The Felis Bengalensis aka Asian Leopard Cat was the perfect candidate to give birth to this exotic breed of wild-looking house pet known as the Bengal cat. Whilst the domestic Bengal is similar in appearance to the Asian Leopard cat and its genetic makeup contains a contribution from that wild cat species, its temperament is however purely domestic. The goal in developing the domestic Bengal cat breed was to preserve a strong physical resemblance to its beautiful wild ancestor and, at the same time, the new domestic breed was designed to be a pleasant and trustworthy family companion. Therefore, the conformation of the Bengal is definitely reminiscent of its ancestors.
There are around ten sub-species, showing distinct variations in body colour. For example, cats in the Northern regions tend towards reddish brown spotting on a yellowish-grey background and leopard cats from more humid regions tending to be more ochre-yellow to brownish. The cats’ beautiful markings, which have in many ways been their downfall by attracting the attention of the fur trade, are striking and show some variation between individuals. All sub-species have a spotted or ringed tail, with a black tail tip, four black bands running from the forehead to the back of the neck, breaking up into elongated spots on the neck and shoulders, often forming a "broken necklace". The underparts are spotted on the white background. The body markings can be solid or rosetted and sometimes show marbling.
Given that the breeding programme will have been explicitly aimed at producing good pets, the resulting Bengals should display the beautiful markings and unusual behaviour of the wild cats, whilst inheriting the domestic cat’s social nature and adaptability to human lifestyles. There is some debate as to whether the ‘F1’ hybrid cats are suitable for pets but, as they move a couple of generations away from the wild, certain individual hybrid cats with social natures and good ‘upbringings’ certainly make good, if highly specialised pets. Even those which are ‘pet-worthy’ however, are really only suitable for experienced pet keepers, able to understand and cater for their needs. Do not think from this that the early generations are "dangerous". Far from it, they are usually shy nocturnal animals that find it difficult to cope with a busy household.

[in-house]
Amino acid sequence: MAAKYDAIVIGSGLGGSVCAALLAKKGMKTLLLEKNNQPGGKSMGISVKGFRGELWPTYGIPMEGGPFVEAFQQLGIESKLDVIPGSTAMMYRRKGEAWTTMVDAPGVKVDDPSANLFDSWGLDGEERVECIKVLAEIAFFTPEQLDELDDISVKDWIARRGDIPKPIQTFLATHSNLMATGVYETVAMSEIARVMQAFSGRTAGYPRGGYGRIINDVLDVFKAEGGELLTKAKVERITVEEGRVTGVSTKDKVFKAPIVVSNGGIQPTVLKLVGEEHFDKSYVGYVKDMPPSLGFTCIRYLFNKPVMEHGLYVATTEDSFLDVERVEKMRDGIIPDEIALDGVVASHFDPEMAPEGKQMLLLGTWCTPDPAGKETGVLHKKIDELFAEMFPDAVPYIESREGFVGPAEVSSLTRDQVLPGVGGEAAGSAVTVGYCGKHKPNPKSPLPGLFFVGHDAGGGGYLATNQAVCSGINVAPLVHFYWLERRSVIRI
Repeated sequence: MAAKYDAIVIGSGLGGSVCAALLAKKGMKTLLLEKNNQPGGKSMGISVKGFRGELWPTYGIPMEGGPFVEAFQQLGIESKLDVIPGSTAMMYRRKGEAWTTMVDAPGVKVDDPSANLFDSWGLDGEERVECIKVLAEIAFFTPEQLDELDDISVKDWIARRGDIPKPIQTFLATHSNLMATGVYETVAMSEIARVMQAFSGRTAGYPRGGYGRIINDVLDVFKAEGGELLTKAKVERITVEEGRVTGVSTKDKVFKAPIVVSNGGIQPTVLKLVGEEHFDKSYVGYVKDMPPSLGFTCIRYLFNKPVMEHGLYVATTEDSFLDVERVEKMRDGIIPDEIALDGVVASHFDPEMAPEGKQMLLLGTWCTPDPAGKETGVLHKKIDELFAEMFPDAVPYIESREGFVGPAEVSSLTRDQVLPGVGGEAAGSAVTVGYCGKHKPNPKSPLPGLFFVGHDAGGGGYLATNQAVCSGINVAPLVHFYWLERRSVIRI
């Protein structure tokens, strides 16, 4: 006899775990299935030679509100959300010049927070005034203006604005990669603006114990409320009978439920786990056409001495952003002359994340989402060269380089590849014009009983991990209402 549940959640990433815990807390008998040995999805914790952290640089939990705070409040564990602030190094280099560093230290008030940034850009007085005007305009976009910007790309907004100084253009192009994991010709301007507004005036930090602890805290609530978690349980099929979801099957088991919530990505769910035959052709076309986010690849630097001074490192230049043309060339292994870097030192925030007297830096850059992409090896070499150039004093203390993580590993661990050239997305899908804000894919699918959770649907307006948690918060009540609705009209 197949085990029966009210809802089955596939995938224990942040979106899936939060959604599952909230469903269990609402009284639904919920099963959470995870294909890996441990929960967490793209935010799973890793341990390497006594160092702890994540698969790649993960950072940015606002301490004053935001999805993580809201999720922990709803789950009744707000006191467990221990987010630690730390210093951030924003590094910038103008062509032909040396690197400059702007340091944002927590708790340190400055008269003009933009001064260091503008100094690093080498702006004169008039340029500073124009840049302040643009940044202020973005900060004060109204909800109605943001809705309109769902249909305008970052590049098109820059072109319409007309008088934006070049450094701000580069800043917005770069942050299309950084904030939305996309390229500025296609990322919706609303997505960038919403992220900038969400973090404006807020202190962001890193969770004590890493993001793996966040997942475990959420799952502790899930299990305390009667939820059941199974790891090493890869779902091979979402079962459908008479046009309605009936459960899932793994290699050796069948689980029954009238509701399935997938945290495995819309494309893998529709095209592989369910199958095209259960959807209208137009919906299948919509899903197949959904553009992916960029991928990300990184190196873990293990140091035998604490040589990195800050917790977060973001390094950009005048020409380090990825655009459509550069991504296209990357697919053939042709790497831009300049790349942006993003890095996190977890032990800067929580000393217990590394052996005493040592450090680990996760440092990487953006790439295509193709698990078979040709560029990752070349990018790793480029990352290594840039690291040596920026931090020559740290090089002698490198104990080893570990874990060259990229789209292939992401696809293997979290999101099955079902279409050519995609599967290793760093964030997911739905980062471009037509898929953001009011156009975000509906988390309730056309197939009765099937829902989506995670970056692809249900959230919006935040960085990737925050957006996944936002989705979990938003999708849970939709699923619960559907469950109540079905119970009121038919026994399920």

However, from the fourth generation onwards, they are well socialised and ready and willing to join in the hustle and bustle of the average family homes. Although this is often not usual with cats, they are particularly good with dogs who they seem to view as "just someone else to play with"
Bengals are intelligent and athletic and seem to look on everything around them as "can this be played with?". Their playful natures makes them ideal companions for the younger members of the family, who usually can do anything with them. The young humans can act out their fantasies and have the companion they want.
Marbled Bengals have a unique pattern of random horizontally aligned swirls which is not found in other breeds of cat. It is thought to have its origins in the combination of the wild genes of the Asian Leopard Cat and the domestic tabby genes. There is no other breed of cat which displays the gold or pearl dusting effect (glitter) of the Bengal. The texture of the coat is unique. It has the feel of satin or silk and it has been said that one should be able to identify a Bengal blindfolded.